Appraisals are a key part of many organisations’ performance management systems.

Appraisals are about both past performance, and the future. Usually conducted by line managers, they’re an opportunity to discuss and set goals for employee performance, development, and support. Appraisals can therefore have a wide range of important outcomes. Let’s take a look at some of the most popular and effective methods for conducting them.

Prepping for effective appraisals

 

When you think of appraisals, your first thought might be a one-to-one meeting between employee and manager. But that’s not the first step — an effective appraisal meeting needs good planning.

Where possible you should be ready with:

  • Data on the employee’s performance — Employees are much more likely to accept praise or criticism when it’s based on objective fact, rather than just their line manager’s opinion. Performance data can also help you set appropriate discussion topics for the appraisal.
  • Records from the previous appraisal — These might include performance and development goals, and evaluation notes, made last time. Use them to measure progress and guide discussion.
  • Potential goals to set during the appraisal — Some goals may emerge from discussion during the appraisal. However, other key goals will relate to current business needs and observations you’ve already made.

Designing an appraisal form

 

Now you’ve prepared thoroughly, you’re ready for an effective performance review with the employee. But wait — you (or your line managers) are going to be conducting a lot of these appraisals. Wouldn’t it be better if HR standardised the format of your appraisals? Many organisations take this approach.

By using a standard template for one-to-one meetings, HR can ensure appraisals are consistent, fair, and equal for all employees.

What to cover in employee appraisals

 

With a standard form, HR can also make sure appraisals cover all the bases and get maximum value from them. Typical elements include:

  • Measurement of performance — against agreed targets, and through evaluation of the employee’s attitudes and behaviour
  • Manager feedback — on the employee’s performance and development, and how they can maintain or improve their performance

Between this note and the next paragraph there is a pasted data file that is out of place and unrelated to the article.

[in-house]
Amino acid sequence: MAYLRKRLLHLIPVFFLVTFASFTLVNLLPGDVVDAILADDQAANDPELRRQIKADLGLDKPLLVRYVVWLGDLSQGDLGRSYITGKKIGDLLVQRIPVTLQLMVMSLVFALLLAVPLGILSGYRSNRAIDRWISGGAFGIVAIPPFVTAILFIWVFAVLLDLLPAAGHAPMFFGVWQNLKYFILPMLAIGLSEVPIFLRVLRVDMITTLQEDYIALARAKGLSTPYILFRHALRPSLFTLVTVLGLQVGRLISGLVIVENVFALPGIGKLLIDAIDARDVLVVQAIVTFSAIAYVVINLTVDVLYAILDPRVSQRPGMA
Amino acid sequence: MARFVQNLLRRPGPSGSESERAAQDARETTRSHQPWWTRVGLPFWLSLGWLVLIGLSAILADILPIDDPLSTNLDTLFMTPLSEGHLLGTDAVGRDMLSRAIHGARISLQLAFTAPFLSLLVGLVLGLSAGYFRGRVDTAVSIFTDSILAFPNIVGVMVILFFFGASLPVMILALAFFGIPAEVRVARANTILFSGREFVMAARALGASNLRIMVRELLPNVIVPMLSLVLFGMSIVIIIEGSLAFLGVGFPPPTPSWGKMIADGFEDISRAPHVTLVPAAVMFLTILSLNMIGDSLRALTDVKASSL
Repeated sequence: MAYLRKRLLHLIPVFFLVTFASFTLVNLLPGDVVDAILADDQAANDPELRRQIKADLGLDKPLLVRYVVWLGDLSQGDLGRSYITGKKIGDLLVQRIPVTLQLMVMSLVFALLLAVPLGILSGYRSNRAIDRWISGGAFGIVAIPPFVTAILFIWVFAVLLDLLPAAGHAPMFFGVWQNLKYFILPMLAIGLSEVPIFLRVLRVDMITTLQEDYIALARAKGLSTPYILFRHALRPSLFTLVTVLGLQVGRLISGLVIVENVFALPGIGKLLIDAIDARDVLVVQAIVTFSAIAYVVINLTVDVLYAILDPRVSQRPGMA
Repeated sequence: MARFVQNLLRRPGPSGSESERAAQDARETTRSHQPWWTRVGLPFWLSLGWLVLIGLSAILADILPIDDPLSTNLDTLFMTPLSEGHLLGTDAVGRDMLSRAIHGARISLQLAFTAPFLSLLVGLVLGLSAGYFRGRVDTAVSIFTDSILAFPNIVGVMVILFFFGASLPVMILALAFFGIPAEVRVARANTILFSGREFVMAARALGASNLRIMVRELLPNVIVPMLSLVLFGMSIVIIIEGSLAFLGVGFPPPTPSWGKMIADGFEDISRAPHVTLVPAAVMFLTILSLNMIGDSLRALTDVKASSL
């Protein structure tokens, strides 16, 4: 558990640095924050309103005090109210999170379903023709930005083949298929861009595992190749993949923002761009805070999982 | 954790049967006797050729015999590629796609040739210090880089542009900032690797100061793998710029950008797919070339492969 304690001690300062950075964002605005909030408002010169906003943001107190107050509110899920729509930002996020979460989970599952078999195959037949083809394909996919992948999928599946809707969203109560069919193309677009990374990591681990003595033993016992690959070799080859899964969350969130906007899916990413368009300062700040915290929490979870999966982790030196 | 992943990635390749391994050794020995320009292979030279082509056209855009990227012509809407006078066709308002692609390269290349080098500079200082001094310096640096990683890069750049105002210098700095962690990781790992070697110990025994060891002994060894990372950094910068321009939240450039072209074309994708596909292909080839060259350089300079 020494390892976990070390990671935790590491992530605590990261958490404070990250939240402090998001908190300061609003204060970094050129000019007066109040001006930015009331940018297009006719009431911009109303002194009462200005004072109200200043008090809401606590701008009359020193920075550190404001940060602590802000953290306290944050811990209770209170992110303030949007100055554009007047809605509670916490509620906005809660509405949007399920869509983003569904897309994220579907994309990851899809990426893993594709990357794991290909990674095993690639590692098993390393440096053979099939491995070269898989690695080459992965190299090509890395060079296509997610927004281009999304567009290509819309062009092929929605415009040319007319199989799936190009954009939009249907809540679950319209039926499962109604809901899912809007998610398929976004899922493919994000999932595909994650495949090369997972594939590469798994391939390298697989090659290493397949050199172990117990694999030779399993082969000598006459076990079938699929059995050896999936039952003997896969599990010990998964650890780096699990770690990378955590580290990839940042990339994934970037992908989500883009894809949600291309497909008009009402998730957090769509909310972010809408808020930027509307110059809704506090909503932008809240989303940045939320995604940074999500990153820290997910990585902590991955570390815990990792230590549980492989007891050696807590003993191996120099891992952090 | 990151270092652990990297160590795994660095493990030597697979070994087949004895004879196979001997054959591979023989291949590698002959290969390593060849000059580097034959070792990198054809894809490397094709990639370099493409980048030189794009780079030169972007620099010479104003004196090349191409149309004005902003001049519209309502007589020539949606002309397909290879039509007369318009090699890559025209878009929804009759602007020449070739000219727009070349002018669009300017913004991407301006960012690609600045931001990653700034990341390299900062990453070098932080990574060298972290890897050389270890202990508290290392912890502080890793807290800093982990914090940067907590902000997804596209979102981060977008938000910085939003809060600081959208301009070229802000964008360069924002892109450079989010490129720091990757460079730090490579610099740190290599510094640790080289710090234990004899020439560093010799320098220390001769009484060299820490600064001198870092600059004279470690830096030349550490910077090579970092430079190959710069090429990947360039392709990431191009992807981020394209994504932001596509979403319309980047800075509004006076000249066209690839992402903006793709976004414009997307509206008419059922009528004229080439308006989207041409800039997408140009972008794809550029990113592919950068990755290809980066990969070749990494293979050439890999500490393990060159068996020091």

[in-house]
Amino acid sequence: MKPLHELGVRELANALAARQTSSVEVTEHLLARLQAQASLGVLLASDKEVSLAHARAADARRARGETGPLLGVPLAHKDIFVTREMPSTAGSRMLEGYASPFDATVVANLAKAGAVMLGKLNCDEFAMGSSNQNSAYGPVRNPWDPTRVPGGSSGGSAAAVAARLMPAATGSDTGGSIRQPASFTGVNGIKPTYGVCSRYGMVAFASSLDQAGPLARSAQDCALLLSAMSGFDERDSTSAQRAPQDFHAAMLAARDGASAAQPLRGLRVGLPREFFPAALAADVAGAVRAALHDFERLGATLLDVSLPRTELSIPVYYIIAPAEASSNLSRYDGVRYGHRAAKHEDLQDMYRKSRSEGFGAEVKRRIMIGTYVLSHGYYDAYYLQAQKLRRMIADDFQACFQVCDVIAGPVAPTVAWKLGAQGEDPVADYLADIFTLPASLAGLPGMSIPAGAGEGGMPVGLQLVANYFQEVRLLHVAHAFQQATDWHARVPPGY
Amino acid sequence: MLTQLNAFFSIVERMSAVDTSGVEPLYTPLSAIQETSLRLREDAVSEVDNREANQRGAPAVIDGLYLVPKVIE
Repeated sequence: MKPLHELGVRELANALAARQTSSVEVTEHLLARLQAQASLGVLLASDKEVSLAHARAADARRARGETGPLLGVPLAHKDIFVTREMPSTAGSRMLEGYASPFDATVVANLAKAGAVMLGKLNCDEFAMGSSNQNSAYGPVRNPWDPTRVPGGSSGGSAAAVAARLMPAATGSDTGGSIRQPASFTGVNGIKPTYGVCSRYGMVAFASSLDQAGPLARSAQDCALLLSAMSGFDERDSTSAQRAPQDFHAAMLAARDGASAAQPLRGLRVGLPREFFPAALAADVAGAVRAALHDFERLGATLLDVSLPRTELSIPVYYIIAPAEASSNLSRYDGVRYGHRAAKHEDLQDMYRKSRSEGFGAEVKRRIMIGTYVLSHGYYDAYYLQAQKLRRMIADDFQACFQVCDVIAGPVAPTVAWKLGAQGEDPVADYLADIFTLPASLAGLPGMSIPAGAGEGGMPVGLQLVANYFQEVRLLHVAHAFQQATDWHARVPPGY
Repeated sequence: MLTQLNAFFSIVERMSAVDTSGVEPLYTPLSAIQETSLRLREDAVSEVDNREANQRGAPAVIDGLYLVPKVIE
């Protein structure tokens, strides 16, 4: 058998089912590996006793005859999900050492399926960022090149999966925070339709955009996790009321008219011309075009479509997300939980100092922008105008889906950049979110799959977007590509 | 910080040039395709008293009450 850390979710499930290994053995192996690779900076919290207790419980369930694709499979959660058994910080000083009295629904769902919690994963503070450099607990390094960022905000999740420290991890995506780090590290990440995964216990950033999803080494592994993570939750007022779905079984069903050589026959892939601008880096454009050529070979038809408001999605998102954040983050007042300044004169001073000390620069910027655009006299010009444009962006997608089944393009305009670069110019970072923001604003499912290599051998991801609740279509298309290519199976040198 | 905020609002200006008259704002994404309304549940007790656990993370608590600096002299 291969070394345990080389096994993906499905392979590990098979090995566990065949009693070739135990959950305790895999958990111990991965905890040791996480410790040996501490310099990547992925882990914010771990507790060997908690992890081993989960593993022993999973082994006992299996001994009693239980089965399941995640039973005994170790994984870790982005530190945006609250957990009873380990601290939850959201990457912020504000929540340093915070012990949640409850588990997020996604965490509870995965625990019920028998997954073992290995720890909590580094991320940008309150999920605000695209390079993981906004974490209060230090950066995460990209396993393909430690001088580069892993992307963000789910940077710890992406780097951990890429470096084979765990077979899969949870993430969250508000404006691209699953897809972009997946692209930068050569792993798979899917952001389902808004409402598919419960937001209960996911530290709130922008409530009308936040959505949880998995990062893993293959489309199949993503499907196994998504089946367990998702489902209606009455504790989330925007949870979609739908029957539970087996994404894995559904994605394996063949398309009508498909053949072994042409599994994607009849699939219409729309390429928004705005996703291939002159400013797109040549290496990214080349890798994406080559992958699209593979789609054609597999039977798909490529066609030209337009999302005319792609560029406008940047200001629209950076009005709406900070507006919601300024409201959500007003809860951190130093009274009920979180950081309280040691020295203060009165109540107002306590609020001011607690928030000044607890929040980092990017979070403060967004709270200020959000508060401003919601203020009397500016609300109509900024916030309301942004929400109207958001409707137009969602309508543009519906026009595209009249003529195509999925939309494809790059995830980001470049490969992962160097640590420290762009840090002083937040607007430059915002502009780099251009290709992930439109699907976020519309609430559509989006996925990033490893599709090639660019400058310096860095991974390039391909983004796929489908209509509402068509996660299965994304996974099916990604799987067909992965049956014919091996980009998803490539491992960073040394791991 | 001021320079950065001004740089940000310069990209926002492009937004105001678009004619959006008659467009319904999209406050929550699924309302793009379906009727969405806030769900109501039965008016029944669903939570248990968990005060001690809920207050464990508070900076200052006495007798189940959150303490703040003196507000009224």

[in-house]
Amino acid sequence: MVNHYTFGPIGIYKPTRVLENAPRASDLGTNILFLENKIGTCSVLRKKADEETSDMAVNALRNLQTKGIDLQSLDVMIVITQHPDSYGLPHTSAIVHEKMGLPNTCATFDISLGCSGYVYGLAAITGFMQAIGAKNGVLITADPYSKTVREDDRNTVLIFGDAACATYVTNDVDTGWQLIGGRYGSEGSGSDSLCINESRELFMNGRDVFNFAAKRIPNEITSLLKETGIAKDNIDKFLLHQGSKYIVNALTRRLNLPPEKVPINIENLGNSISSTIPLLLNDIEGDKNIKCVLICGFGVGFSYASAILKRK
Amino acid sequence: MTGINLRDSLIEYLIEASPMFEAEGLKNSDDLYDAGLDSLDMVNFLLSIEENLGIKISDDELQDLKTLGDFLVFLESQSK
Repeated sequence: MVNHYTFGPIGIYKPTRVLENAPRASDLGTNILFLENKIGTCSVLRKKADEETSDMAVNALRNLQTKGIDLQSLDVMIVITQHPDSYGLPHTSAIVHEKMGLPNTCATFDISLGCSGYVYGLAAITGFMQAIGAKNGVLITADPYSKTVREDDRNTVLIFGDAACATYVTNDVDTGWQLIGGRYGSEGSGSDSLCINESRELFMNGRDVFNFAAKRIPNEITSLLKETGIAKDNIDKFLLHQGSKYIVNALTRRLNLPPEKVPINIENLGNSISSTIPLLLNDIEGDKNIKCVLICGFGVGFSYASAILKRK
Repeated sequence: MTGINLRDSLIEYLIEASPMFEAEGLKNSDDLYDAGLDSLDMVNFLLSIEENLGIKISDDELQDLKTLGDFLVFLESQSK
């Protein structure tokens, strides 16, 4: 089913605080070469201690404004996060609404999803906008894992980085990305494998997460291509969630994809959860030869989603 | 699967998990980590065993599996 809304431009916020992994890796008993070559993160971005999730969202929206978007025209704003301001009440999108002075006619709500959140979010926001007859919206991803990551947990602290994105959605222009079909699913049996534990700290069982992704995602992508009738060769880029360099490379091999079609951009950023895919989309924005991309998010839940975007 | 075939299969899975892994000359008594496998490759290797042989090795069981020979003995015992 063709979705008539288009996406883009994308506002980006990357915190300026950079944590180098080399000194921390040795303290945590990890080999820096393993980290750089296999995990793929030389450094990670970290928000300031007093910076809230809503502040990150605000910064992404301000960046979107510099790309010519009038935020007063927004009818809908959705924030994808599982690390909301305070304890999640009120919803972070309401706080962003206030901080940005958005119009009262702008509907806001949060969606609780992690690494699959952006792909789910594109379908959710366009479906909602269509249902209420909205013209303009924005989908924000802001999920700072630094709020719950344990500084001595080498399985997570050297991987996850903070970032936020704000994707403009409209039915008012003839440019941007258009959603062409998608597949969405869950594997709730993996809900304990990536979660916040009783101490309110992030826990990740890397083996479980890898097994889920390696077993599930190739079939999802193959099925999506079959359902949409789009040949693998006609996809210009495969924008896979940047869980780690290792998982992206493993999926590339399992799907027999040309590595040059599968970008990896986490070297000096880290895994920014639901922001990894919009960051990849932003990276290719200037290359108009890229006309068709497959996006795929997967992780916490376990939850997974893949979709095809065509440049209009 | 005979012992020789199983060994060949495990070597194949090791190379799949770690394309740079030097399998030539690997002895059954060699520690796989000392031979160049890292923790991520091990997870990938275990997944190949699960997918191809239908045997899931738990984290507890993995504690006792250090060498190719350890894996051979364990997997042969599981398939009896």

• Encouragement — effective appraisals take time to offer positive feedback to employees, to reinforce good performance and behaviours
  • Employee feedback — including questions, concerns, and ideas about their own performance and role. Addressing these can be invaluable in resolving performance issues.
  • Agreeing goals — Goals can address performance issues, training needs, adapting to changing duties, or any other issue. They must be understood and agreed by both parties if they are to be acted upon and achieved.

Keep records of appraisal notes and goals

 

It’s a good idea for both the line manager and employee to sign the appraisal meeting form at the end, to formally agree goals set.

Forms and notes should be archived for review during future appraisals, and as a record of the agreed goals.

Make sure line managers have appraisal skills

 

Line managers are responsible for conducting appraisals at many organisations, probably because they’re familiar with the employees being appraised (and their performance).

It’s important to remember, though, that not all line managers are born with the skills to conduct appraisals well. Appraisals meetings should include frank and open discussion that gets to the heart of performance issues, and line managers might need training to develop the right approach.

Desirable skills for managers conducting appraisals include:

  • Asking open-ended, probing questions
  • The ability to listen and have a two-way discussion
  • The ability to give objective, constructive, non-judgemental feedback
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